In Miami, Zaha Hadid presents prefabricated dining pavilion

by Mari Bruno,

In the search for transportable, accessible and collectible structures, the focus of the REVOLUTION project , award-winning Iraqi architect Zaha Hadid created a dining pavilion for the first piece in the series of pavilions and prefabricated houses.

Zaha Hadid’s ‘Volu’ Pavilion holds up to 10 people.

Presented at this year’s Design Miami, the Volu pavilion impresses with its technological and metallic structure, with hollow details and wooden furniture. Concept by the architect in partnership with Patrick Schumacher, the piece resembles a semi-open shell, with a platform floor, floor and column. In total, they are 6 meters high and 20 m2 in total, which house three curved benches and a round table.

Partial detail with side and structural view of the Volu pavilion, by Zaha Hadid

“Defined by sophisticated digital processes, the structure has been developed in such a way that its components are, at best, singly curved. The innovations were computer-programmed to integrate manufacturing constraints into the design while allowing engineering feedback in an interactive delivery process”, explains the REVOLUTION website, which underscores that the topology of the dining pavilion was designed to remove unnecessary materials and recreate principles found in nature.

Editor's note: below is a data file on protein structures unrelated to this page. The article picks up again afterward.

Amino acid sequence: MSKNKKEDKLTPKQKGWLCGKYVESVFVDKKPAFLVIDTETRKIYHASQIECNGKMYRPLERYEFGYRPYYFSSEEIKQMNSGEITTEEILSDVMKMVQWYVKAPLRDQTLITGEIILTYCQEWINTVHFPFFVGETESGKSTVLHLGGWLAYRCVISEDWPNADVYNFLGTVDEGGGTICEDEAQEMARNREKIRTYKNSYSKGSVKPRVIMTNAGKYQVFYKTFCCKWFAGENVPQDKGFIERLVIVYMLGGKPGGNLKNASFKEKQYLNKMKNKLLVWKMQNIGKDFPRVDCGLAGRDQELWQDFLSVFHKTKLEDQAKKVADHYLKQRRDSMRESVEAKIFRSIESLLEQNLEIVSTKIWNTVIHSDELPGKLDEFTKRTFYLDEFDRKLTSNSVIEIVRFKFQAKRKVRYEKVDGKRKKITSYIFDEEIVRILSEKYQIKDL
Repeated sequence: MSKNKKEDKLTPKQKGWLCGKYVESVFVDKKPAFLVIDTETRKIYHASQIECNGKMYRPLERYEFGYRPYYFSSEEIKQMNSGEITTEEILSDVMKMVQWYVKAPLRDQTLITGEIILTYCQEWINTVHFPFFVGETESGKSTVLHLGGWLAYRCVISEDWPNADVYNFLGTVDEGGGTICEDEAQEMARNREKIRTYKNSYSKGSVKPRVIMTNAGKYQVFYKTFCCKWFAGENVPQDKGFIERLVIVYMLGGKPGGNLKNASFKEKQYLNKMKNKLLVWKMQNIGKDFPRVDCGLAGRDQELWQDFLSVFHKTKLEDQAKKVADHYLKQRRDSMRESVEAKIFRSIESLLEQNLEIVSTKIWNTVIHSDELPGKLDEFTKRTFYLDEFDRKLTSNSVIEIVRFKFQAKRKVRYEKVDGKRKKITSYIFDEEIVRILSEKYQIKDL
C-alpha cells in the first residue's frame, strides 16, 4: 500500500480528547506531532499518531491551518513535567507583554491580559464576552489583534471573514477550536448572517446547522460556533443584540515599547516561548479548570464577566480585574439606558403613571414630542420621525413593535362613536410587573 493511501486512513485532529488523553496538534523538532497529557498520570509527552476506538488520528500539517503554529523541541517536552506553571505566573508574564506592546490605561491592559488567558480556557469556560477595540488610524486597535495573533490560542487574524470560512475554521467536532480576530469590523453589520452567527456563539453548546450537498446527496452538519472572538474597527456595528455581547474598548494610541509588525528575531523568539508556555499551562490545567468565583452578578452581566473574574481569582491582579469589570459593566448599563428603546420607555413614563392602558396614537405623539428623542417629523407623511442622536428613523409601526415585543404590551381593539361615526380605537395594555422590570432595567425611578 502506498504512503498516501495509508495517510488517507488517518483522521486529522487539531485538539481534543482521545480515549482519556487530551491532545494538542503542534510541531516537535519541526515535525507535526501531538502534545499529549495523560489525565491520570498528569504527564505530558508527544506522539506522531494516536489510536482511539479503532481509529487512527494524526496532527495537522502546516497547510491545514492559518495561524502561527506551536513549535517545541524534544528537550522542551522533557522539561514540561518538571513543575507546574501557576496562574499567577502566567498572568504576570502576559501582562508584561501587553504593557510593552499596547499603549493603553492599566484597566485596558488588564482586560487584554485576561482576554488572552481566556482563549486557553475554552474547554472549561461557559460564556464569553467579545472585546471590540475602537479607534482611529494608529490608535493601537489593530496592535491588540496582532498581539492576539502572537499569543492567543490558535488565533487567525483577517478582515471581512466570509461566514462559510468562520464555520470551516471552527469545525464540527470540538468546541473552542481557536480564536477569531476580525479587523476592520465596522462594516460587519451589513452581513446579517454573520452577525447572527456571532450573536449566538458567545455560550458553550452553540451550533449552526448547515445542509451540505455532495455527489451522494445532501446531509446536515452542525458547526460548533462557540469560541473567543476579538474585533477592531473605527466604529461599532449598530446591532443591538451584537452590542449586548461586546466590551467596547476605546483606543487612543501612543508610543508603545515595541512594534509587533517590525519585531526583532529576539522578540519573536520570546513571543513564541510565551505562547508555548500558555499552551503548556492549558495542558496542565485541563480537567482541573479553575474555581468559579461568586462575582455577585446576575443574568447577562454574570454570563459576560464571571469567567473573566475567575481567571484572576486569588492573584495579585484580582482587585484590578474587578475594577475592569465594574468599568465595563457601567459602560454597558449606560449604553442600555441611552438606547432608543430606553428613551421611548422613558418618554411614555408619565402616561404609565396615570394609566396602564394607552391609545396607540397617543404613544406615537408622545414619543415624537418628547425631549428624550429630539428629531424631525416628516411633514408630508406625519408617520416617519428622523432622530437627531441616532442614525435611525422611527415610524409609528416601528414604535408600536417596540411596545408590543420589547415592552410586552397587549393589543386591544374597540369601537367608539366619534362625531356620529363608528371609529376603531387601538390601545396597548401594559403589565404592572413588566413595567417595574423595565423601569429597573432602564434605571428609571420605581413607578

Structured like a metallic shell, the pavilion has a floor and ceiling connected by a hollow column. 

Inside the Volu, the wooden furniture holds up to 10 people. 

Structural detail of the Volu pavilion by Zaha Hadid





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